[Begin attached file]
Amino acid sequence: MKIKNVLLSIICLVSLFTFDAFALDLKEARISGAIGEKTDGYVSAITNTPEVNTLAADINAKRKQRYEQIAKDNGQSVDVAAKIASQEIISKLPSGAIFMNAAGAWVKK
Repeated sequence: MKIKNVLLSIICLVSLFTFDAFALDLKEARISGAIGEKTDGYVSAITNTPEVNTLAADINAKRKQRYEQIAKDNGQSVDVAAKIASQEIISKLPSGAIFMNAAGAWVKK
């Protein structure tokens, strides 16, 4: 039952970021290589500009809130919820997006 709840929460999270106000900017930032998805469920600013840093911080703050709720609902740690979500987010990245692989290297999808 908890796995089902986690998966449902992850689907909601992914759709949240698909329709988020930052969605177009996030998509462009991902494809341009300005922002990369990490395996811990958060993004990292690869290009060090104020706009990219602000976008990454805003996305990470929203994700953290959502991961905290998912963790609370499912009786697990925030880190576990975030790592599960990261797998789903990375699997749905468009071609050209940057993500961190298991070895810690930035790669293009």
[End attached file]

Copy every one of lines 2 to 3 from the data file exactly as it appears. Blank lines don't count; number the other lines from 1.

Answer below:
Repeated sequence: MKIKNVLLSIICLVSLFTFDAFALDLKEARISGAIGEKTDGYVSAITNTPEVNTLAADINAKRKQRYEQIAKDNGQSVDVAAKIASQEIISKLPSGAIFMNAAGAWVKK
């Protein structure tokens, strides 16, 4: 039952970021290589500009809130919820997006 709840929460999270106000900017930032998805469920600013840093911080703050709720609902740690979500987010990245692989290297999808 908890796995089902986690998966449902992850689907909601992914759709949240698909329709988020930052969605177009996030998509462009991902494809341009300005922002990369990490395996811990958060993004990292690869290009060090104020706009990219602000976008990454805003996305990470929203994700953290959502991961905290998912963790609370499912009786697990925030880190576990975030790592599960990261797998789903990375699997749905468009071609050209940057993500961190298991070895810690930035790669293009």